What do the following acronyms in .NET stand for: IL, CIL, MSIL, CLI and JIT?

IL, or Intermediate Language, is a CPU independent partially compiled code. IL code will be compiled to native machine code using current environmental properties by Just-In-Time compiler (JIT). JIT compiler translates the IL code to an assembly code and uses the CPU architecture of the target machine to execute a .NET application. In .NET, IL is called Common Intermediate Language (CIL), and in the early .NET days it was called Microsoft Intermediate Language (MSIL).

CLI, or Common Language Infrastructure, is an open specification developed by Microsoft. It is a compiled code library used for deployment, versioning, and security. In .NET there are two CLI types: process assemblies (EXE) and library assemblies (DLL). CLI assemblies contain code in CIL, and as mentioned, during compilation of CLI programming languages, the source code is translated into CIL code rather than into platform or processor specific object code.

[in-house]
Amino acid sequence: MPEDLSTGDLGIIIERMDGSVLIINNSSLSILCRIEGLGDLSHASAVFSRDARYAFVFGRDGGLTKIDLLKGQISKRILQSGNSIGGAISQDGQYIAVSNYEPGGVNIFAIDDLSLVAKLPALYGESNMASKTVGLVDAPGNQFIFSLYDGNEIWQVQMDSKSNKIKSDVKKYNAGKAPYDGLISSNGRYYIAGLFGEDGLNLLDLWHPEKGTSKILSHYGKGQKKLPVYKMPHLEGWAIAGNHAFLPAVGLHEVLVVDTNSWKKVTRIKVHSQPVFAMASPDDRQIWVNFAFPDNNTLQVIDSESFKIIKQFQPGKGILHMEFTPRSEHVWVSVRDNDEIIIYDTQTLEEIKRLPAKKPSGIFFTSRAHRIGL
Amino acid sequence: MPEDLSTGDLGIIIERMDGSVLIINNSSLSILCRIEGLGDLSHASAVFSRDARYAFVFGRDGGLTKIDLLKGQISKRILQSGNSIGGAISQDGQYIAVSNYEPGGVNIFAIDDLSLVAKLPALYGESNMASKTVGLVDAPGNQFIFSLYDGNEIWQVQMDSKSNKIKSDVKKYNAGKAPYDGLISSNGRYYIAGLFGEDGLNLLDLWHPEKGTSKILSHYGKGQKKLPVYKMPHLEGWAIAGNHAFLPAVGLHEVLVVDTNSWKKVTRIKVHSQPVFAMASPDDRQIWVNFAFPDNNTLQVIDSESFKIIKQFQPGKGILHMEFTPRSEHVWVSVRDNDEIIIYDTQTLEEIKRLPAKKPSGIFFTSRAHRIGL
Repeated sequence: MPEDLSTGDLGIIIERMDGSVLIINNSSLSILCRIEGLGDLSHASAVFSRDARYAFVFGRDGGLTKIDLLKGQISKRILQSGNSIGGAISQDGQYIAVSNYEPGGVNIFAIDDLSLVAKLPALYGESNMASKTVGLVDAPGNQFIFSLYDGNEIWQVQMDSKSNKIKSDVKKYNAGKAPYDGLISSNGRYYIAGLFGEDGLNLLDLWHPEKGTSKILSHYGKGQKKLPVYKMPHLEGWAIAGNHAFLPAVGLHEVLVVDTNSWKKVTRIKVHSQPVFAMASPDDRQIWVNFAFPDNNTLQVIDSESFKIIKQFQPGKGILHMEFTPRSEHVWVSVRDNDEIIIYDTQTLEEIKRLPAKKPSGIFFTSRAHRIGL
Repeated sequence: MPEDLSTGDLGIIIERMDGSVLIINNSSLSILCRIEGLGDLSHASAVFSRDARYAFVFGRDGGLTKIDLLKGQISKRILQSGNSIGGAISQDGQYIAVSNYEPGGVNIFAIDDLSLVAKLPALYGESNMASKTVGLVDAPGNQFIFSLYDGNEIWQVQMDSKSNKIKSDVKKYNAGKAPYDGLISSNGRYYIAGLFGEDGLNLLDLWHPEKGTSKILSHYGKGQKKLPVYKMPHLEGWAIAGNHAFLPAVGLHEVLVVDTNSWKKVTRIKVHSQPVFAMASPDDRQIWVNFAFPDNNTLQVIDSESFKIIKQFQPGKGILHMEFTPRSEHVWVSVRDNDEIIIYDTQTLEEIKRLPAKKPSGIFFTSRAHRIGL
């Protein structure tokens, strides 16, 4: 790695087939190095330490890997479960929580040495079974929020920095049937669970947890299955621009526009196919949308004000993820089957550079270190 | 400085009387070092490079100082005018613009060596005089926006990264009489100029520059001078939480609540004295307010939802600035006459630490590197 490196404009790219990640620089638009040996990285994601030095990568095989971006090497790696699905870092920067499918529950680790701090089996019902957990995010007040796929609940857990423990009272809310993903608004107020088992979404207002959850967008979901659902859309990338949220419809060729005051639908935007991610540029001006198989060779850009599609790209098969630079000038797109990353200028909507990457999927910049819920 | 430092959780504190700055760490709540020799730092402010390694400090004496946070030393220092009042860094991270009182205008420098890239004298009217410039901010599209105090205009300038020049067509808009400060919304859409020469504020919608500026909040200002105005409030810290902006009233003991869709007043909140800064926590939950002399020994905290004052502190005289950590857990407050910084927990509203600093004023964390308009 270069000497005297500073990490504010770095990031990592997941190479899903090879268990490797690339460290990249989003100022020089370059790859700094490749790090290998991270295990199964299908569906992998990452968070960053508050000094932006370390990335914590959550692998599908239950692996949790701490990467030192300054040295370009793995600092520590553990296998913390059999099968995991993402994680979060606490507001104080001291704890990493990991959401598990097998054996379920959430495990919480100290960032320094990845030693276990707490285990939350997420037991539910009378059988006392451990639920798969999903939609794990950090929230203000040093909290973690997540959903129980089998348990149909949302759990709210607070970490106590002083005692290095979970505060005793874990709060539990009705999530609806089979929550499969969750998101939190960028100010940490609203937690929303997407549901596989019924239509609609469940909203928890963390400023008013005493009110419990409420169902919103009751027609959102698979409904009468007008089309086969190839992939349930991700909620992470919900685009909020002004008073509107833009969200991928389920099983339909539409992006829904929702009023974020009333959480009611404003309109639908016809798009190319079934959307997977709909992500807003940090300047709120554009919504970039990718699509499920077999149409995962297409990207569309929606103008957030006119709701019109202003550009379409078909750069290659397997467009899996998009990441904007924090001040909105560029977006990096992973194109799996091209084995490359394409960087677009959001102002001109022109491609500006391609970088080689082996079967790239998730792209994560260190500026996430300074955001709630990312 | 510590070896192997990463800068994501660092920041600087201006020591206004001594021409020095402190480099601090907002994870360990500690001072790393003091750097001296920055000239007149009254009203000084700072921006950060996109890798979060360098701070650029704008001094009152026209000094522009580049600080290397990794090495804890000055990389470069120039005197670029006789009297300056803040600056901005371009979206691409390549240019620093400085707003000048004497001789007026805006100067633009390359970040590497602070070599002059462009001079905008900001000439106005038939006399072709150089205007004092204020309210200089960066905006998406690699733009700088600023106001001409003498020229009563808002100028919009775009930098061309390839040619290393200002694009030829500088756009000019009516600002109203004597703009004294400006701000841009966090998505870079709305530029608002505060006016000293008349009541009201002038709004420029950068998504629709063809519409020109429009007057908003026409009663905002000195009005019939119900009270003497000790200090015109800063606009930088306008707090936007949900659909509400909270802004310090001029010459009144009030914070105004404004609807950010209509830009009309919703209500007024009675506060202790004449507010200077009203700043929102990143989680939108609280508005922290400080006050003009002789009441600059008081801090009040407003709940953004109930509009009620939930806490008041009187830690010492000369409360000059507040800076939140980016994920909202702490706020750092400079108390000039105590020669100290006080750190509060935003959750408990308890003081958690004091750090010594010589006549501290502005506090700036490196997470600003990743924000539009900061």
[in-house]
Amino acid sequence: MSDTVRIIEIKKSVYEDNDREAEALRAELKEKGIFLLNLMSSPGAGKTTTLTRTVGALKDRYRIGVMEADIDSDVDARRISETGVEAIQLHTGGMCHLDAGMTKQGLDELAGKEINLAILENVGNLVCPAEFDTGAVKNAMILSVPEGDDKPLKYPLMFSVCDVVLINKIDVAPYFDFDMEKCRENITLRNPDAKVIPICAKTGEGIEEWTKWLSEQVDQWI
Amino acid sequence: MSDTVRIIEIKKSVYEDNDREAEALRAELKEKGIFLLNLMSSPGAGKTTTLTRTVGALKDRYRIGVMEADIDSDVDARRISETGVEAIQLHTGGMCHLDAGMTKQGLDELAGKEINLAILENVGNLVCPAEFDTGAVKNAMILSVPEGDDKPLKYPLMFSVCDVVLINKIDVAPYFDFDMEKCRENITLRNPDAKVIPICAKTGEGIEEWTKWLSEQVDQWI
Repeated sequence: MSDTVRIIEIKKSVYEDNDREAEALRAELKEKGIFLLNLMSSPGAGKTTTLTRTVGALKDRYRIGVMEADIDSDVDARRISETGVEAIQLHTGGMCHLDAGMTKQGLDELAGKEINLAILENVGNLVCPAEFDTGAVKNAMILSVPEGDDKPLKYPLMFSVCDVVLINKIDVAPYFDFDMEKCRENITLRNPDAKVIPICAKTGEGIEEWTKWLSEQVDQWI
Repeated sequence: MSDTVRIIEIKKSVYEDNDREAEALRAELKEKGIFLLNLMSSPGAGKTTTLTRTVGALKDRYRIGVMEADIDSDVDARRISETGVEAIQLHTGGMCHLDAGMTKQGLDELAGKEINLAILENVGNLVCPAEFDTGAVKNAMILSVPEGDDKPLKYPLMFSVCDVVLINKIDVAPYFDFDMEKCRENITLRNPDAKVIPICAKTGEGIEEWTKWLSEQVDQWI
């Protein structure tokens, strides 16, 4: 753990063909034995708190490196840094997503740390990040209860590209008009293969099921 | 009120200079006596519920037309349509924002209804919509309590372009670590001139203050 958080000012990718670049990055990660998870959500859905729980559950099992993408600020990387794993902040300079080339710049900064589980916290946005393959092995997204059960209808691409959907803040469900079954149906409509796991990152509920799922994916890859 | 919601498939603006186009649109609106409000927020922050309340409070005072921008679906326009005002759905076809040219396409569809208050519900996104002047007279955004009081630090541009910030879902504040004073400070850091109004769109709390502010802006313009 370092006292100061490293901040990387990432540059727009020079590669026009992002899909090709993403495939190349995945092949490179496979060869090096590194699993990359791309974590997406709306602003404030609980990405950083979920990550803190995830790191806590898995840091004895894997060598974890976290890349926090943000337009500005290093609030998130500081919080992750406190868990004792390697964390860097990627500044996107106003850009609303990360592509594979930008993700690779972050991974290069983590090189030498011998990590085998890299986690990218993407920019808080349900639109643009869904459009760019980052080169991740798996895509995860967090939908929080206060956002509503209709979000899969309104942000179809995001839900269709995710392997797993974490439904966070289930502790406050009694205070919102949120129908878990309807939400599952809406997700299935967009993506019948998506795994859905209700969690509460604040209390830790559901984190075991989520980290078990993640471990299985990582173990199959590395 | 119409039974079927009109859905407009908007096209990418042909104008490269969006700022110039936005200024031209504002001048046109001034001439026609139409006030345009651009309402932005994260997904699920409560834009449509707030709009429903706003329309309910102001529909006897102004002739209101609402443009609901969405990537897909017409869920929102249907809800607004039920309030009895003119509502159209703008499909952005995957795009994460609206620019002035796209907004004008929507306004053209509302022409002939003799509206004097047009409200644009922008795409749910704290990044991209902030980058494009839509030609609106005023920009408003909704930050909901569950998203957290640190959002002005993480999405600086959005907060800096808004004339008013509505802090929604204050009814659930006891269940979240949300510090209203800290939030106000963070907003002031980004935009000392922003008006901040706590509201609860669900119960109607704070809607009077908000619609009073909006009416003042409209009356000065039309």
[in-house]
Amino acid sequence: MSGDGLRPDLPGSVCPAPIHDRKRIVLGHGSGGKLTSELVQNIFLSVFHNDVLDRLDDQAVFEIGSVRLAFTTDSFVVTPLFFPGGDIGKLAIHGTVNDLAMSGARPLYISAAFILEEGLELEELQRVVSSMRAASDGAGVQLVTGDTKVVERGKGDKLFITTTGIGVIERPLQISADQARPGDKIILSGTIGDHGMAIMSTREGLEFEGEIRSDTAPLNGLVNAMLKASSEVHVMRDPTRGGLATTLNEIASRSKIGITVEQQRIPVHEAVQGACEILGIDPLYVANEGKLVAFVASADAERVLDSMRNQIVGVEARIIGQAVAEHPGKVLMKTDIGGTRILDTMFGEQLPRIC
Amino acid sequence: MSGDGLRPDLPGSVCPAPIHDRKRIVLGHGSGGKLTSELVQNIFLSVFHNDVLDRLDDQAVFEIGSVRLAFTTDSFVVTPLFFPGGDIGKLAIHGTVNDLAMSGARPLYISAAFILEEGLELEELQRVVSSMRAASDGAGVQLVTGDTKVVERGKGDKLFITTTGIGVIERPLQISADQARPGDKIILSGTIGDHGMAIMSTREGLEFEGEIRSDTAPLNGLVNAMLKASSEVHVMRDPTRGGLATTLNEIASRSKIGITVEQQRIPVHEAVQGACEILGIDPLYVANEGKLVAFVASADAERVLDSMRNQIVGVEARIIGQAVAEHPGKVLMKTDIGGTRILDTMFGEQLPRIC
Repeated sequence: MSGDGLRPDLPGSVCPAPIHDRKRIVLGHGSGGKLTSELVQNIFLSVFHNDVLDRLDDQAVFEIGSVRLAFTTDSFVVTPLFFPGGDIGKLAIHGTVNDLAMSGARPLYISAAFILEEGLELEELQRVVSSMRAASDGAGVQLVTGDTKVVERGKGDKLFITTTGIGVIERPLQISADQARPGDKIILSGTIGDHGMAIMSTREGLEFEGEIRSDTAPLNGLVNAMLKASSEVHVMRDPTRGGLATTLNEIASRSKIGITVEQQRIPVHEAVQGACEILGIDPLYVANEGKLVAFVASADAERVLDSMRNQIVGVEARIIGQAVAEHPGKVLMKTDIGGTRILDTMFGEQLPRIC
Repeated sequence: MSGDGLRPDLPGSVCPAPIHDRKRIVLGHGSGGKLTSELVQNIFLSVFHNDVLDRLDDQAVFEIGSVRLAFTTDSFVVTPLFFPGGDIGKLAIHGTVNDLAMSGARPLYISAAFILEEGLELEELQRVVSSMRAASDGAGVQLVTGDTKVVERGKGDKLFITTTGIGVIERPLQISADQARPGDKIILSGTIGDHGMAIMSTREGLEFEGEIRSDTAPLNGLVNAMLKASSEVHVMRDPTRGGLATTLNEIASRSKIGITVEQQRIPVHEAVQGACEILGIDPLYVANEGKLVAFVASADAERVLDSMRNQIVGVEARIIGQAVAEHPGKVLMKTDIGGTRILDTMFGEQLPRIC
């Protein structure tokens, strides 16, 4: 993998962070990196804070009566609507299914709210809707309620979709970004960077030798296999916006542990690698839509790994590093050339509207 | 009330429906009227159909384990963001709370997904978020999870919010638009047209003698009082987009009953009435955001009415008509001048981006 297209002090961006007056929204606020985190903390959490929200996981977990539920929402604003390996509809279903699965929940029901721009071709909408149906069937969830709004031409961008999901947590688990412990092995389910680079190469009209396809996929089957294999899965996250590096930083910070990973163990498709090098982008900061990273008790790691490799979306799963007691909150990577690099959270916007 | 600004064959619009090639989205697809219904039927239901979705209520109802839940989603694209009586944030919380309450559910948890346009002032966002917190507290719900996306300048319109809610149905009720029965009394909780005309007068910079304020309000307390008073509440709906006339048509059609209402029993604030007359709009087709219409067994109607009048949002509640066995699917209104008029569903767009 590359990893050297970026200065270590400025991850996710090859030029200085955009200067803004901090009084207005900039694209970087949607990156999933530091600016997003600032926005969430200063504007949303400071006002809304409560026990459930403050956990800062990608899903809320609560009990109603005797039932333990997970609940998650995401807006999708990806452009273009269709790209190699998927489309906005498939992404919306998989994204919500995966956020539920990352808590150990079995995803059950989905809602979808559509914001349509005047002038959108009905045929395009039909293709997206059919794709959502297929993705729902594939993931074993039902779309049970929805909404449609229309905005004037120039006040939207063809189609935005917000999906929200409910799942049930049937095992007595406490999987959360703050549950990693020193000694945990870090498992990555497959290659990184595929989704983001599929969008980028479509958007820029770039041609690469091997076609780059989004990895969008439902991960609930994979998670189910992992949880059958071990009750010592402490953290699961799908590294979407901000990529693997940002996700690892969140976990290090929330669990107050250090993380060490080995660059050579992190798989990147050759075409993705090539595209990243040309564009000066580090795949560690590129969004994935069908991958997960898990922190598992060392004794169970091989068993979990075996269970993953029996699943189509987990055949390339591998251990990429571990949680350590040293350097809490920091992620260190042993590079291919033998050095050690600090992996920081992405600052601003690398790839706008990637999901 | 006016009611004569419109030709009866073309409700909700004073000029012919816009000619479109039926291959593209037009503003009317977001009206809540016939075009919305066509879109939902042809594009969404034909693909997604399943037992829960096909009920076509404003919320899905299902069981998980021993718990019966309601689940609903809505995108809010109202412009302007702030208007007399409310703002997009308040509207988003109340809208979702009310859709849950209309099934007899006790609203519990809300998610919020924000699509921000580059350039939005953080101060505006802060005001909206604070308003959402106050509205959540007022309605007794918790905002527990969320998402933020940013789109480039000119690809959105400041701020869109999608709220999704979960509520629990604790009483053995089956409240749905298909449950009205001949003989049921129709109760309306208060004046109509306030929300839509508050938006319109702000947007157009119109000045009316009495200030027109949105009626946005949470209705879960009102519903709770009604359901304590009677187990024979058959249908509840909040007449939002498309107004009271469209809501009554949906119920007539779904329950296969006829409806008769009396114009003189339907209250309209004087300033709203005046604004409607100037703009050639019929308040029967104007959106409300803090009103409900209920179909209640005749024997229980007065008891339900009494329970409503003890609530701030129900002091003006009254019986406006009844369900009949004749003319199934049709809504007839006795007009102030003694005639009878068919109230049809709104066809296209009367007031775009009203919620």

To summarize:

  • When compiled, source code is first translated to IL (in .NET, that is CIL, and previously called MSIL).
  • CIL is then assembled into a bytecode and a CLI assembly is created.
  • Before code execution, CLI code is passed through the runtime’s JIT compiler to generate native machine code.
  • The computer’s processor executes the native machine code.